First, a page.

The Magnificent Seven, 2016.
Directed by Antoine Fuqua
Starring Denzel Washington, Chris Pratt, Ethan Hawke, Haley Bennett, Byung-Hun Lee, Vincent D’Onofrio, Manuel Garcia-Rulfo, Martin Sensmeier, Peter Sarsgaard and Matt Bomer
Seven gun men in the old west gradually come together to help a poor village against savage thieves.
Some movies are just dead on arrival, and The Magnificent Seven is one of those movies in ways. It’s a remake of a beloved classic film that already took inspiration from an Akira Kurosawa classic, that doesn’t offer up anything new or interesting besides diversifying the titular entourage to fit the times. That isn’t a bad thing at all though, as Native Americans, Asians, and Mexicans in the mix all allow opportunities for director Antoine Fuqua to incorporate in a mixture of weapons and different fighting styles to keep the action fresh, along with different personalities. At the end of the day however, if nothing worthwhile is done with that concept, that gesture alone probably doesn’t warrant resurrecting yet another classic from the grave.
As a result, watching The Magnificent Seven can be a chore. It does have its redeeming qualities that I will get to in a little bit, but the majority of the overly long running time spanning 2+ hours is spent watching characters that never actually go through any development or reveal anything interesting about themselves, interact with each other. The cast cannot be faulted considering that they make the best of all the one-liners and over-the-top pieces of dialogue they are given; there’s just nothing magnificent going on here. So when you factor in that the entire middle portion of the film features the ragtag heroes mingling among each other, it’s hard not to get a little restless with anticipation for the humongous extended action sequence that is clearly being dangled in front of you like a carrot.
Thankfully, as previously mentioned, actors like Denzel Washington, Chris Pratt, and Ethan Hawke all have the experience and acting chops to bring some level of fun and engagement to their characters. We have been watching Denzel tactically use firearms and dispose of fools for years now, so the sight of him as a gunslinger shrouded in black and pulling off trick shots while hanging off of horses feels natural and is an awesome sight to behold. Sticking with what we would expect from Chris Pratt, he also injects a lot of humor into the film as he uses magic tricks as a diversion against his enemies, while Vincent D’Onofrio gets to humorously steal some scenes looking reminiscent to a human bear. Byung-Hun Lee is able to pull off the most impressive kills as he springs into action up close and personal with his deadly knife expertise. Meanwhile, the closest thing the movie has to a complex character is Ethan Hawke as a Confederate marksman dealing with the aftermath of the Civil War, although not much is actually gone into this at all leaving the question, why even bother?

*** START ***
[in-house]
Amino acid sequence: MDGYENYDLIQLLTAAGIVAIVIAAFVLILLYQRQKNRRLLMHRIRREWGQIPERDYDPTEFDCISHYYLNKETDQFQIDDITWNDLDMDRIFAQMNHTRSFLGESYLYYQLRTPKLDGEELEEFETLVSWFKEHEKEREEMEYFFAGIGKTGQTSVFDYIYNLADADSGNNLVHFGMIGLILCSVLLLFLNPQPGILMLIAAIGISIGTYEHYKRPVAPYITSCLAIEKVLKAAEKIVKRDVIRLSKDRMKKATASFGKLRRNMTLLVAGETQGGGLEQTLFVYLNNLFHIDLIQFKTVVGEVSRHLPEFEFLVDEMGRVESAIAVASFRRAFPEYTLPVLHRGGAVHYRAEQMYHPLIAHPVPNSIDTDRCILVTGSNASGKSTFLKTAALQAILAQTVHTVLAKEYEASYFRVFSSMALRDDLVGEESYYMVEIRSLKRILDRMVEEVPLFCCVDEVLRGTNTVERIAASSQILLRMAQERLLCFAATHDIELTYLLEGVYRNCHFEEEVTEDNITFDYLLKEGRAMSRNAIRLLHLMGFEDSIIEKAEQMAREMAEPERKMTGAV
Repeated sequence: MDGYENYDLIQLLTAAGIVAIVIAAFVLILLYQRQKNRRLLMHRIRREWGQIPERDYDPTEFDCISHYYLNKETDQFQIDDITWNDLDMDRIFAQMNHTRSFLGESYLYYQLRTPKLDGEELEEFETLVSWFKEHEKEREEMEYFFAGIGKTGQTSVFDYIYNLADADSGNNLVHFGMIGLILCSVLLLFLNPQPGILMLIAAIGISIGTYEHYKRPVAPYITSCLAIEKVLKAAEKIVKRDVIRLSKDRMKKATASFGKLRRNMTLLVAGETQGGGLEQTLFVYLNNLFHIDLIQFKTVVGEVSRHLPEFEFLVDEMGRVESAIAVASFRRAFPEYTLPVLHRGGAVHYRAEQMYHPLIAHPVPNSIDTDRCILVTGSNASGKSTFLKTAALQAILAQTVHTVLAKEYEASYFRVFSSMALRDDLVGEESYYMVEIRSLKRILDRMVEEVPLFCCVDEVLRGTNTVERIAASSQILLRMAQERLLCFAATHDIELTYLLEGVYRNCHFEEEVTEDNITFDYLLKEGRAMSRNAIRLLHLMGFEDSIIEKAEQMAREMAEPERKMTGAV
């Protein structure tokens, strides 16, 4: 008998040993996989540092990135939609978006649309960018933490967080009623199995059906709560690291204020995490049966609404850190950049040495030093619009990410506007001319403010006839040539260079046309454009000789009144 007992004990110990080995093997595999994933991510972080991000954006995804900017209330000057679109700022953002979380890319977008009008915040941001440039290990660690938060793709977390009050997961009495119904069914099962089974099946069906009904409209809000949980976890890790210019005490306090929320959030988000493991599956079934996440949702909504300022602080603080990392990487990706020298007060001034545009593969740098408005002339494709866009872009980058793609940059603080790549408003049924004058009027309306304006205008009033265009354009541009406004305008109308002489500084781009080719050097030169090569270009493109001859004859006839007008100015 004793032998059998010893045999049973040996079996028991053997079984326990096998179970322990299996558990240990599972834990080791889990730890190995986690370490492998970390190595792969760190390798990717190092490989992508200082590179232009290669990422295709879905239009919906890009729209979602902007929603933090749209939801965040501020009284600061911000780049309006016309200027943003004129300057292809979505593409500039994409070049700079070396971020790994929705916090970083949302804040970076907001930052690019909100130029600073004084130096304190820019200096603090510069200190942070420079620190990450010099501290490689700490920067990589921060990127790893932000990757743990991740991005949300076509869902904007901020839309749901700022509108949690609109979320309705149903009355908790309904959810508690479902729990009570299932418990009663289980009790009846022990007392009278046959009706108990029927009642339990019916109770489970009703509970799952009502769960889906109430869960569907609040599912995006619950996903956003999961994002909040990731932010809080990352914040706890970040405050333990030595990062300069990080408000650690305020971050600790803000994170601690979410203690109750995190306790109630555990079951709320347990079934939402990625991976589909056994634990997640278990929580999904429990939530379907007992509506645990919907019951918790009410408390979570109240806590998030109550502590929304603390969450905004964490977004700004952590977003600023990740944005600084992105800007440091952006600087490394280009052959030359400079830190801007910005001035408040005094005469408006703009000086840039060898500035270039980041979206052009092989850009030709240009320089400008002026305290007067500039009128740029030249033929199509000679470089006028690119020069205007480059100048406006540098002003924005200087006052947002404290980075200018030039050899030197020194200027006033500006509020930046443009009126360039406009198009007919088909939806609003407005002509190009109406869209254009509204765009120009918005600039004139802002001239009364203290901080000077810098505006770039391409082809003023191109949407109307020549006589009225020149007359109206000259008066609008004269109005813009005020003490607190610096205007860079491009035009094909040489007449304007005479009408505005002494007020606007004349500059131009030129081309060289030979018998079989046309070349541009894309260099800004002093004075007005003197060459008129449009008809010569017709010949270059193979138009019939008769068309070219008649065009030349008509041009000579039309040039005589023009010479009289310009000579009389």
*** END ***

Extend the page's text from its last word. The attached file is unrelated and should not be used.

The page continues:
Empty writing and characterization aside, The Magnificent Seven benefits from typically reliable director Antoine Fuqua successfully able to stage some go-for-broke action sequences that make the most of the basic ‘defending the town’ plot. Without spoiling which characters, even the heroes have some unexpectedly way over-the-top deaths that heighten the stakes even if you really aren’t feeling any emotion for them. Everyone on the roster also gets their fair share of applause worthy kills, although Denzel Washington and Chris Pratt obviously get the most screen-time, along with some more meatier moments toward the end of the movie.
Fuqua also loves capturing some beautiful landscapes with some excellent cinematography on display. There are multiple widescreen shots of legions of generic bad guys marching through empty deserts on horseback with the hot sun scorching them from above. Sometimes taking in the sights is just as much entertaining as watching some guy getting shot and flying back through a glass window out of a shop. It should also be mentioned that this is the last film composed by the now deceased James Horner, and as you would expect the soundtrack is just fine with a number of homages to the original theme and tunes from the classic.
Even with all of the negatives laid out here, I also cannot say that there is anything outright terrible about The Magnificent Seven. If anything, it is just incredibly formulaic and checking all of the boxes required for a mainstream blockbuster, but surprisingly it doesn’t bother me much here considering that the direction, cast, and cinematography are all rock solid. No one is going to remember this movie, but it’s hard not to walk away even mildly entertained by the experience. The action especially in the last 30 minutes is outstanding and excellently choreographed, featuring little to no CGI.
I’m also just a sucker for watching Chris Pratt act like a smart ass.
Flickering Myth Rating – Film: ★ ★ ★ / Movie: ★ ★ ★